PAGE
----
At long last, we arrive at the Gene Autry Heritage Museum. It’s near the Los Angeles Zoo, which, if things go right today, we might someday visit. Perhaps the sight of pretty birds or a polar bear will interest my sister. My sister used to be interested in everything. She is an intellectual and bookworm who no longer reads, but who once subscribed to the Book-of-the-Month Club. I read most of the books before she sent them back; they were my introduction to English literature. At age ten or so, I read The Razor’s Edge and Gothic novels by Daphne du Maurier. Once hooked on real books, I never read comic books again.

The museum’s current exhibition, “Images of Mexican-Americans in Film,” focuses on movie stars from the 1940s, my sister’s era. I want to jog her memory. We view the display of clothes based on movies of social bandits like the Cisco Kid and Zorro (as in The Mark of Zorro). Dark cape flying, black mask on his handsome face, Zorro fought the evil ranch owner and won the pretty señorita, a blonde in a mantilla. I’m anxious to see everything, but my sister walks so slowly! An image of her gliding into church in a polka-dot dress and straw hat (with cabbage roses) comes to mind. Who would have thought? I ask myself. Who can predict whom this disease will strike?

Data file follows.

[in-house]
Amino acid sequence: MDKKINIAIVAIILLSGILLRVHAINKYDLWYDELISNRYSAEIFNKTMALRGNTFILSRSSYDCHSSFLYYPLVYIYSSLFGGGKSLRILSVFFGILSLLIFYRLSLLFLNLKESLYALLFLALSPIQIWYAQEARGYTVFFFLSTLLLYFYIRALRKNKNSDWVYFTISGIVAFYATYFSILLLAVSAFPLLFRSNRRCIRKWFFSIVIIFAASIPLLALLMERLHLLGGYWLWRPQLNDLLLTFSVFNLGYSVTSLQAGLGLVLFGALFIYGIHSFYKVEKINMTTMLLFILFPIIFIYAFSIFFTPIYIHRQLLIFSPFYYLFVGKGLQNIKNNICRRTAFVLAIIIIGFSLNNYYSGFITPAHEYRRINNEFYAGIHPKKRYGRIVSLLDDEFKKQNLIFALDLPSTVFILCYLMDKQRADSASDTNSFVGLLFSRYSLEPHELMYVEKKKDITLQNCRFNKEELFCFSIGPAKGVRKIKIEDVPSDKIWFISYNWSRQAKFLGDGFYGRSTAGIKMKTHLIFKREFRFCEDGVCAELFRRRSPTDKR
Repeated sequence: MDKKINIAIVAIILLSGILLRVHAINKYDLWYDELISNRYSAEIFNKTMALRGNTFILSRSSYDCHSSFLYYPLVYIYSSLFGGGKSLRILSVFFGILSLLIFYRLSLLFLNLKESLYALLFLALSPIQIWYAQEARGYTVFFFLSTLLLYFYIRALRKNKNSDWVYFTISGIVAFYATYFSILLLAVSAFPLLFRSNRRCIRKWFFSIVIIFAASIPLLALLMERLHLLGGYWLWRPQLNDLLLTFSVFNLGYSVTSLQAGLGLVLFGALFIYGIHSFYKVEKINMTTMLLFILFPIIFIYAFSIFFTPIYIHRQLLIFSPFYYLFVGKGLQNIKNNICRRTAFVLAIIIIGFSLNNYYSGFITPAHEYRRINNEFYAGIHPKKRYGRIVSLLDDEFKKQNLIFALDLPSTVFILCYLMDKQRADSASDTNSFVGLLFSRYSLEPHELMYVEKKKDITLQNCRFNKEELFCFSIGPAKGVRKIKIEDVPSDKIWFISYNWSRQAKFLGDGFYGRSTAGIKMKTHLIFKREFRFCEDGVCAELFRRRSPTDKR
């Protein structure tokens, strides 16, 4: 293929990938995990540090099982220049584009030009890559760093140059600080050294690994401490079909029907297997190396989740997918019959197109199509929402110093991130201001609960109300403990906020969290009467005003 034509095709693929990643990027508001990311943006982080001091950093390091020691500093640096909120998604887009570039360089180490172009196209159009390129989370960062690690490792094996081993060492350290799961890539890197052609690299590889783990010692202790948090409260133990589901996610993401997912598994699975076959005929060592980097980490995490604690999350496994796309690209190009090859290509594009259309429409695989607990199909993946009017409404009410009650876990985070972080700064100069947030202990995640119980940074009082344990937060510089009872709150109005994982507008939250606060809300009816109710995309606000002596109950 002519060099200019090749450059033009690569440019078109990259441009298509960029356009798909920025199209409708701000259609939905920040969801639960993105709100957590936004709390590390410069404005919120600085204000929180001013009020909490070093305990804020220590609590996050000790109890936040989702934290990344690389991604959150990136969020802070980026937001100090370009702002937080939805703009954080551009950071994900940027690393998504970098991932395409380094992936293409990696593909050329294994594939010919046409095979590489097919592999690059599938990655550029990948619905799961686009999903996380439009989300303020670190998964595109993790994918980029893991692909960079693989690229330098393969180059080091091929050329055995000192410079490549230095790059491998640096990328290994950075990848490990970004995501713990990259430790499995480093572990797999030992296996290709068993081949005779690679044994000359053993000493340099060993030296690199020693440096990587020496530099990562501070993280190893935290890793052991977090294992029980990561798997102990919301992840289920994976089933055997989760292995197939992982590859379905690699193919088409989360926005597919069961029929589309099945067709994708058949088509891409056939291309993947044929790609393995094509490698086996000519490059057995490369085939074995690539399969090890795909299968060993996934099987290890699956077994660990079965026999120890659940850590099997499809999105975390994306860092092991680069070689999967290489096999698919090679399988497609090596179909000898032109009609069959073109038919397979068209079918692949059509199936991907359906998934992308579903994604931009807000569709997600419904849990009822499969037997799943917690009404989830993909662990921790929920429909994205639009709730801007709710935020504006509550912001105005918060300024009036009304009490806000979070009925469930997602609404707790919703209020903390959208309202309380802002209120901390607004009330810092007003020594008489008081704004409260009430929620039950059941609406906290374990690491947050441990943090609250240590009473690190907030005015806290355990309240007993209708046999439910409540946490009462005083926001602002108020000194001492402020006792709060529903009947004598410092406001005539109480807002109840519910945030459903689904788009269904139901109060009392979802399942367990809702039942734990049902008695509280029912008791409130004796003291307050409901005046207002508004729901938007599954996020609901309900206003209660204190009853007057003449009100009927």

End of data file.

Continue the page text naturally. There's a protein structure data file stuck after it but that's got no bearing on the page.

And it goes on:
The exhibit is extensive. She lingers before a photo of Gilbert Roland, the handsome (Mexican) rascal with a thin moustache. The cape worn by Tyrone Power (as Zorro) glitters through a wall of glass. She enjoys the Old West display: the gun collection, chuck wagon and leather chaps. Suddenly, she takes a wrong turn and is lost from view. I call her name in a frightened voice, but she does not answer. Once I find her, I vow to stay close.